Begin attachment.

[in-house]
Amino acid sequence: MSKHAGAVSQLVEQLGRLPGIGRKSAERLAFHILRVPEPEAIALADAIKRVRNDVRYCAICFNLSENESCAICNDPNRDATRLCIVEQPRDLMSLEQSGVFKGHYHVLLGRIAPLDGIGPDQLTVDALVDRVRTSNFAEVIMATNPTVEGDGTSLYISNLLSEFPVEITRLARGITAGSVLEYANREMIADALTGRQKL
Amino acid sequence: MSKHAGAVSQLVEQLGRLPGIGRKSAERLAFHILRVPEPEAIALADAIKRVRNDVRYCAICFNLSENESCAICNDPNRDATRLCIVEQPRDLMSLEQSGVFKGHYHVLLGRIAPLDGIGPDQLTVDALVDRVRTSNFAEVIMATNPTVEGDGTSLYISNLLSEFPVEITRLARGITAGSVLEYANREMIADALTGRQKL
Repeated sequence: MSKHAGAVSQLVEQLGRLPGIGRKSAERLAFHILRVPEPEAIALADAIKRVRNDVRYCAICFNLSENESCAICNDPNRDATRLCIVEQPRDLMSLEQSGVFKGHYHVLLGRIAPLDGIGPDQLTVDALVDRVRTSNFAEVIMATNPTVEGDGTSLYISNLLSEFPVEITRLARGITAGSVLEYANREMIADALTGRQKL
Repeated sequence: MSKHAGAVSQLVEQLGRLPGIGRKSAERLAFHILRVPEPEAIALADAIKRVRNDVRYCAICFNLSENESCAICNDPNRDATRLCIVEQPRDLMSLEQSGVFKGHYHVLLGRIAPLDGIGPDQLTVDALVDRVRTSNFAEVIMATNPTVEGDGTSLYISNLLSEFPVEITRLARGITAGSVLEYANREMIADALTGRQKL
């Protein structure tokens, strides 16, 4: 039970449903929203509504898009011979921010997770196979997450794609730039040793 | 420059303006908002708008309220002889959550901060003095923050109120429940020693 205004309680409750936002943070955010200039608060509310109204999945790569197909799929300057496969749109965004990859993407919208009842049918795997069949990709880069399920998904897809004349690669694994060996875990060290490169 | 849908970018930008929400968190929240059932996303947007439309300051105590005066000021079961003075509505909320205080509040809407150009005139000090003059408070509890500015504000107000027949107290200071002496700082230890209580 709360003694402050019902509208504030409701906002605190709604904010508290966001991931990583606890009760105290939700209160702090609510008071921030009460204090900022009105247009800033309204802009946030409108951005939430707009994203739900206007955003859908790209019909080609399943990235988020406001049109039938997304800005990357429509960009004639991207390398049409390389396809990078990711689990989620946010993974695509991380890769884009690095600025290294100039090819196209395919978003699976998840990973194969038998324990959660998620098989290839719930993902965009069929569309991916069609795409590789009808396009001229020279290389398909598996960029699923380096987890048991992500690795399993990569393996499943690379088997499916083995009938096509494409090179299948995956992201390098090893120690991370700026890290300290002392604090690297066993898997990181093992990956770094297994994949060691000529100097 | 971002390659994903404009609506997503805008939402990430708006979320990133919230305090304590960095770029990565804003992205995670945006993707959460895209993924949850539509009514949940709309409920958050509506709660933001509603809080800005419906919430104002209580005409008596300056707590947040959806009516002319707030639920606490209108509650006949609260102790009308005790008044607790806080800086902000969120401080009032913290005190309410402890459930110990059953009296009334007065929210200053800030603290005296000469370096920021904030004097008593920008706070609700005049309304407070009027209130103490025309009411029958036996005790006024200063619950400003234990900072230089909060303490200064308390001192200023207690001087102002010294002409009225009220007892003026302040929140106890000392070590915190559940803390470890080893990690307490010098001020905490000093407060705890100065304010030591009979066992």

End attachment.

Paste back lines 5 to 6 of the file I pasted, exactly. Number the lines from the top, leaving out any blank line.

Repeated sequence: MSKHAGAVSQLVEQLGRLPGIGRKSAERLAFHILRVPEPEAIALADAIKRVRNDVRYCAICFNLSENESCAICNDPNRDATRLCIVEQPRDLMSLEQSGVFKGHYHVLLGRIAPLDGIGPDQLTVDALVDRVRTSNFAEVIMATNPTVEGDGTSLYISNLLSEFPVEITRLARGITAGSVLEYANREMIADALTGRQKL
């Protein structure tokens, strides 16, 4: 039970449903929203509504898009011979921010997770196979997450794609730039040793 | 420059303006908002708008309220002889959550901060003095923050109120429940020693 205004309680409750936002943070955010200039608060509310109204999945790569197909799929300057496969749109965004990859993407919208009842049918795997069949990709880069399920998904897809004349690669694994060996875990060290490169 | 849908970018930008929400968190929240059932996303947007439309300051105590005066000021079961003075509505909320205080509040809407150009005139000090003059408070509890500015504000107000027949107290200071002496700082230890209580 709360003694402050019902509208504030409701906002605190709604904010508290966001991931990583606890009760105290939700209160702090609510008071921030009460204090900022009105247009800033309204802009946030409108951005939430707009994203739900206007955003859908790209019909080609399943990235988020406001049109039938997304800005990357429509960009004639991207390398049409390389396809990078990711689990989620946010993974695509991380890769884009690095600025290294100039090819196209395919978003699976998840990973194969038998324990959660998620098989290839719930993902965009069929569309991916069609795409590789009808396009001229020279290389398909598996960029699923380096987890048991992500690795399993990569393996499943690379088997499916083995009938096509494409090179299948995956992201390098090893120690991370700026890290300290002392604090690297066993898997990181093992990956770094297994994949060691000529100097 | 971002390659994903404009609506997503805008939402990430708006979320990133919230305090304590960095770029990565804003992205995670945006993707959460895209993924949850539509009514949940709309409920958050509506709660933001509603809080800005419906919430104002209580005409008596300056707590947040959806009516002319707030639920606490209108509650006949609260102790009308005790008044607790806080800086902000969120401080009032913290005190309410402890459930110990059953009296009334007065929210200053800030603290005296000469370096920021904030004097008593920008706070609700005049309304407070009027209130103490025309009411029958036996005790006024200063619950400003234990900072230089909060303490200064308390001192200023207690001087102002010294002409009225009220007892003026302040929140106890000392070590915190559940803390470890080893990690307490010098001020905490000093407060705890100065304010030591009979066992």